The anorectal junction consists of the transition from simple columnar epithelium with goblet cells to a stratified squamous epithelium. The majority of squamous cell carcinoma of the anal canal arise in this zone. One can see a basaloid proliferation of cells emanating from the surface with a downward growth pattern.
The invasive tumor dissects through the stroma and consists of cohesive nests of basaloid cells. There is some evidence of peripheral pallisading.
Focal squamoid differentiation with keratinization can often be seen.
In the pectinate line of the anal canal, simple columnar epithelium with goblet cells (resembling the colon) abruptly transitions to a stratified squamous epithelium. SCC of the anal canal have two major subtypes: 1. large cell keratinizing or nonkeratinzing, 2. basaloid, also formerly termed cloacogenic carcinoma.
Basaloid carcinoma consists of a diffuse proliferation of small cells (high N/C ratio) with palisading at the periphery of tumor islands. Foci of necrosis or keratinzation can be seen (Fletcher). Large cell and basaloid patterns can be seen within the same tumor, and both subtypes have similar prognosis. The two rarer and more aggressive histologic subtypes of SCC include anaplastic small cell carcinoma (a poorly differentiated form of basaloid SCC) and SCC with mucinous microcysts (Iacobuzio).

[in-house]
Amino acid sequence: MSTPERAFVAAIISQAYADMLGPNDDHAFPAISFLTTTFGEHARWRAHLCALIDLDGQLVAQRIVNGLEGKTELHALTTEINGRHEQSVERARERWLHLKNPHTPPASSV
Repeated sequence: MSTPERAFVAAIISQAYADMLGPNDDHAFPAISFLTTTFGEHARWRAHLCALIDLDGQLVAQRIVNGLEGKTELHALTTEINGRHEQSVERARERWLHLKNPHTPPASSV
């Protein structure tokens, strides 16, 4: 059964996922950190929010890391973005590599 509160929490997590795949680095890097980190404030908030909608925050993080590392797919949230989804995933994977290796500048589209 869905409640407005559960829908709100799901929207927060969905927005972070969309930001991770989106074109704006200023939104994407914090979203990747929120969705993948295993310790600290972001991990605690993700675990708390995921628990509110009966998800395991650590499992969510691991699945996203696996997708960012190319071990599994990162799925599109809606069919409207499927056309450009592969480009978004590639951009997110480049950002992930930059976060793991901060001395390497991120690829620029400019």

Note that this entity must be distinguished from basal cell carcinoma of the perianal skin and neuroendocrine small cell carcinoma.
Risk factors include multiple sexual partners, anal intercourse, smoking, immunosuppression and HIV positivity (Iacobuzio).
Resection (especially for anal margin cancers) with adjuvant chemotherapy or radiation yields a 5 year survival rate of 60% to 89% (Iacobuzio).
Size, depth of invasion and lymph node metastases are important prognostic features (Fletcher).
Iacobuzio-Donahue CA, Montgomery EA. Gastrointestinal and Liver Pathology: Foundations in Diagnostic Pathology. Philadelphia, PA: Elsevier; 2005: 411-4.
Fletcher CDM, ed. Diagnostic Histopathology of Tumors. 3rd Ed. Philadelphia, PA: Elsevier; 2007: 409-410.